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Cowboys, Time Travel & Not One Single Alien

by Lyn Horner

When assigning topics for this series, I saved paranormal western romances for myself because my book, Darlin’ Druid, falls in that genre. Well, sort of. Some readers class it as a regular western romance with a psychic heroine, while others consider it an action western. Fine by me, as long as they enjoy the read. Nevertheless, I chose WPR to blog about, thinking it was right up my alley and I’d have no trouble finding various types of parCowboys & aliensanormal within the category. Boy was I wrong!

After hours of scouring the net for paranormal romances set in the Old West, I’ve concluded the only ones out there are time travel romances. The recent movie Cowboys and Aliens notwithstanding, I found no trace of visitors from outer space in Old West romances. No trace of psychics, either – kind of strange since séances, mesmerism and other psychic phenomena fascinated many people in the nineteenth century. A western romance with a psychic character isn’t that much of a stretch. Perhaps such books exist, but I couldn’t find them.

Left with little choice, I dove into western time travel romances, seeking info about the history of this sub-genre. I couldn’t find any articles online but did manage to dig up some info from book descriptions and reviews on Thank you Big A!Time-Kept Promises

Dubbed the “Original Queen of Time Travel Romance,” Constance O’Day-Flannery has written numerous time travels. Her “Time-Kept Promises,” published in 1988, is “one of the original and best time travel romance novels,” according to the Library Journal. From the book description on, I couldn’t tell if this is a western, but I suspect it’s not. However, O’Day-Flannery did write some western time travels, including A Time For Love and Anywhere You Are.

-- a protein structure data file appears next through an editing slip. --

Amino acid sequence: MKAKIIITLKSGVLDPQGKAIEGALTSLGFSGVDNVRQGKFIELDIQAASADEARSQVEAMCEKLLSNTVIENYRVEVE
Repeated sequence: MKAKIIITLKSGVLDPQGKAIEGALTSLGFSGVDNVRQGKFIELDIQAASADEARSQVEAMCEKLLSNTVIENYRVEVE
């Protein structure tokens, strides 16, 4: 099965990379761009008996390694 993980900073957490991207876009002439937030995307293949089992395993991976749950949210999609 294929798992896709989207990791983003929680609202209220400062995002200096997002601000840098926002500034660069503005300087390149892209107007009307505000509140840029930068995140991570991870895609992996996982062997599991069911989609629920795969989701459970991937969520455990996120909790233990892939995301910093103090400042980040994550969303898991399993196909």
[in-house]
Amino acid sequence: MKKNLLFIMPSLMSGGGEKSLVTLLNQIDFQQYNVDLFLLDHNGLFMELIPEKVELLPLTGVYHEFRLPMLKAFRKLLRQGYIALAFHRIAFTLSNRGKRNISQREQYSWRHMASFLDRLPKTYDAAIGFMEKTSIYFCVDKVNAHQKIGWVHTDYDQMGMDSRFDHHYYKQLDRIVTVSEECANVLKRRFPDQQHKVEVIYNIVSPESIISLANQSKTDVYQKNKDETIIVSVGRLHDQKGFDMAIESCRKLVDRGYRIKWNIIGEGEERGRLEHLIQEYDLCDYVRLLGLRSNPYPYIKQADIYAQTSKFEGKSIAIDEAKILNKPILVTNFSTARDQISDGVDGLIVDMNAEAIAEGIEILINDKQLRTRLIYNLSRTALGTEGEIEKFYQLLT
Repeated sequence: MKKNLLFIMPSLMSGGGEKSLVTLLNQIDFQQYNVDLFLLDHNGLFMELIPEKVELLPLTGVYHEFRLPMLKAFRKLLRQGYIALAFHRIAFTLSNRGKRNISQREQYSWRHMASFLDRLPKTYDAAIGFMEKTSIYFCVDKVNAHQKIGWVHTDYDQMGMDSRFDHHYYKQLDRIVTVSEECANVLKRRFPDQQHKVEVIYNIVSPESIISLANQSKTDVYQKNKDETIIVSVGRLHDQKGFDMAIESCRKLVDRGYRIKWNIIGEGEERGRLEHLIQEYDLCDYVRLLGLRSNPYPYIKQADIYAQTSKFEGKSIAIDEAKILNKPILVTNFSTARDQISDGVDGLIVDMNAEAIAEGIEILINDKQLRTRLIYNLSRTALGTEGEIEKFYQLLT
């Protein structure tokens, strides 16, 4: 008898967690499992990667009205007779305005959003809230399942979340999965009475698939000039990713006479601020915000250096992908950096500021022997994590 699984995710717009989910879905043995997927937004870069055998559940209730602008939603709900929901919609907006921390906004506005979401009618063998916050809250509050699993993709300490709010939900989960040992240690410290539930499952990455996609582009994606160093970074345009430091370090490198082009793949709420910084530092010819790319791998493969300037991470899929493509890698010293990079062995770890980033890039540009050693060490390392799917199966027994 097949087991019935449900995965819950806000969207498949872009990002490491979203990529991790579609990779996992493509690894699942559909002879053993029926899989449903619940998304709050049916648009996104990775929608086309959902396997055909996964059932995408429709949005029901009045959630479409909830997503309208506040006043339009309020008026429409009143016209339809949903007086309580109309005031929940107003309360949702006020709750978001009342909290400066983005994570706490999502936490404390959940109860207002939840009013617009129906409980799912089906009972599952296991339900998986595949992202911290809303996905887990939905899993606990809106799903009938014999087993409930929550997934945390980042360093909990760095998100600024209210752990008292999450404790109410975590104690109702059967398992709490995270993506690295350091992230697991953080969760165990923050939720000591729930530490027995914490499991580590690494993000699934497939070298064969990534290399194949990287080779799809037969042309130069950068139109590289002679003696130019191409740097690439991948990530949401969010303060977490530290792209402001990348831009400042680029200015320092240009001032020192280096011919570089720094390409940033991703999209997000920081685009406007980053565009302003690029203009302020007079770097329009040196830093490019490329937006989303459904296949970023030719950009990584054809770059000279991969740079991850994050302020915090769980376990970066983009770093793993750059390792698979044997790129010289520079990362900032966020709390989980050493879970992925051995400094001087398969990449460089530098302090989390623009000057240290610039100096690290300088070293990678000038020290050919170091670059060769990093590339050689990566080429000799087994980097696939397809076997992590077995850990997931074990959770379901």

Linda Lael Miller has penned several popular western time travels, including There and Now, Here and Then, My Outlaw, and Beyond The ThresholdSierra's Homecoming. A daughter of the West herself, Linda writes beautiful descriptions of the land she loves. She uses time travel to compare the past and present and to draw her characters together emotionally.

Another of Miller’s books, Sierra’s Homecoming, uses time in a different manner. In it she connects two women, a grandmother and granddaughter, who live in the same house in parallel time dimensions. What a clever idea! I have this one waiting on my kindle. Can’t wait to start reading it!

Eugenia Riley is another prolific author of western time travels. Two examples of her work are Wanted Across Time and A Tryst In Time. Many others have dipped their toe in this sub-genre, but I confess I haven’t read much of their work. I needed a change. Hmm, maybe that’s why I chose a different paranormal twist for my Texas Druids series. You think?

Well, pardners, this brings us to the end of our western romance series. I want to thank all of the gifted ladies who contributed their time and talent to this project. We’ve had fun getting to know one another better, and I’m delighted to say we will be participating in another blog series together.

Sue Grimshaw, Editor at Large and Category Specialist for Ballantine, Bantam, Dell (Random House) has invited us to write a series for Romance At Random  beginning on September 28. The topic will of course be western romance, but our format will be very different. Fictional reporters will interview favorite characters from our books and find out what life was like in the Old West. I hope you will stop by and meet them for yourselves.

’Til then, happy trails from all of us!

1 comment on “Western Romance, The Story of Us —– Conclusion

  1. Pingback: Western Romance, The Story of Us —– Conclusion | Lyn Horner's … | Partner Connection

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